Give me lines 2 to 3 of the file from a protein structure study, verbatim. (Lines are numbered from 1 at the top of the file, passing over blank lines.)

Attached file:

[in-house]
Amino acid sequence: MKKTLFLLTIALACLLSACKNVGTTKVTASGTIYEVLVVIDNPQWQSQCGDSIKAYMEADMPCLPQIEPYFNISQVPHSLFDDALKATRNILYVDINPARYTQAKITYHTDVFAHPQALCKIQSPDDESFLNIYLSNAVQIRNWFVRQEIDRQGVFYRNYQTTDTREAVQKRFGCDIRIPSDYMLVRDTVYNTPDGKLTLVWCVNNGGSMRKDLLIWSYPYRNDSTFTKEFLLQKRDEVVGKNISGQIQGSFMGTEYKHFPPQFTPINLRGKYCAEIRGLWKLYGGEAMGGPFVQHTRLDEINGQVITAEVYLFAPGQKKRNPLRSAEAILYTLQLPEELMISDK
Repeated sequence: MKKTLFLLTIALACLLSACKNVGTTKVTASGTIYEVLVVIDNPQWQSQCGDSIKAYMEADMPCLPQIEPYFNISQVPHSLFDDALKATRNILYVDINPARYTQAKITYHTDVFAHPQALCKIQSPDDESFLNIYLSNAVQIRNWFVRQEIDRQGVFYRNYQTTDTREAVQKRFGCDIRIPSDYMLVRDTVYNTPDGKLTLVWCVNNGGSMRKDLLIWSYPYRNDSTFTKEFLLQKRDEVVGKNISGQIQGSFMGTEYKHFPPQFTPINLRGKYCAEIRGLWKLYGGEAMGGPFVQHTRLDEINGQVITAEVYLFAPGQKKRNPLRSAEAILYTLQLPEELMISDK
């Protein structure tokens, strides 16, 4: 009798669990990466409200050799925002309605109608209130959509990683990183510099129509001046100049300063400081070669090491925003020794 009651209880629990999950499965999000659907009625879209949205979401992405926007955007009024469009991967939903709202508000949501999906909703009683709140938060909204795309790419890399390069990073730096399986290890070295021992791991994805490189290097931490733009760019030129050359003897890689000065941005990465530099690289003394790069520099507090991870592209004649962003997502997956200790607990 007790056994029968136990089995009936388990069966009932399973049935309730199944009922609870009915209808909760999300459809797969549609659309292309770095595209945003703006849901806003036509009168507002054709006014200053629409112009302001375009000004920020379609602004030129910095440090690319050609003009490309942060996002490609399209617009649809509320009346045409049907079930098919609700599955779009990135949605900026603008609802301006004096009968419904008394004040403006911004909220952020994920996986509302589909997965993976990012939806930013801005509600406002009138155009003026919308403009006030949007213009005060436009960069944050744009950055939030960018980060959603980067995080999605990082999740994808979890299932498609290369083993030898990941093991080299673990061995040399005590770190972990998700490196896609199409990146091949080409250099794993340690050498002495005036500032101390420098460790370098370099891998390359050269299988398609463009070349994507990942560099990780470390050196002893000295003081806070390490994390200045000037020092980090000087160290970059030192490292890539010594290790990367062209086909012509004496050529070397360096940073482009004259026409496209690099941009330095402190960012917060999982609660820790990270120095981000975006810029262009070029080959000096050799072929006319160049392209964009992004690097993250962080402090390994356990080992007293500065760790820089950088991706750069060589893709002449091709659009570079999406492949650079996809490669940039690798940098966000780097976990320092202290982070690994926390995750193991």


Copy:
Amino acid sequence: MKKTLFLLTIALACLLSACKNVGTTKVTASGTIYEVLVVIDNPQWQSQCGDSIKAYMEADMPCLPQIEPYFNISQVPHSLFDDALKATRNILYVDINPARYTQAKITYHTDVFAHPQALCKIQSPDDESFLNIYLSNAVQIRNWFVRQEIDRQGVFYRNYQTTDTREAVQKRFGCDIRIPSDYMLVRDTVYNTPDGKLTLVWCVNNGGSMRKDLLIWSYPYRNDSTFTKEFLLQKRDEVVGKNISGQIQGSFMGTEYKHFPPQFTPINLRGKYCAEIRGLWKLYGGEAMGGPFVQHTRLDEINGQVITAEVYLFAPGQKKRNPLRSAEAILYTLQLPEELMISDK
Repeated sequence: MKKTLFLLTIALACLLSACKNVGTTKVTASGTIYEVLVVIDNPQWQSQCGDSIKAYMEADMPCLPQIEPYFNISQVPHSLFDDALKATRNILYVDINPARYTQAKITYHTDVFAHPQALCKIQSPDDESFLNIYLSNAVQIRNWFVRQEIDRQGVFYRNYQTTDTREAVQKRFGCDIRIPSDYMLVRDTVYNTPDGKLTLVWCVNNGGSMRKDLLIWSYPYRNDSTFTKEFLLQKRDEVVGKNISGQIQGSFMGTEYKHFPPQFTPINLRGKYCAEIRGLWKLYGGEAMGGPFVQHTRLDEINGQVITAEVYLFAPGQKKRNPLRSAEAILYTLQLPEELMISDK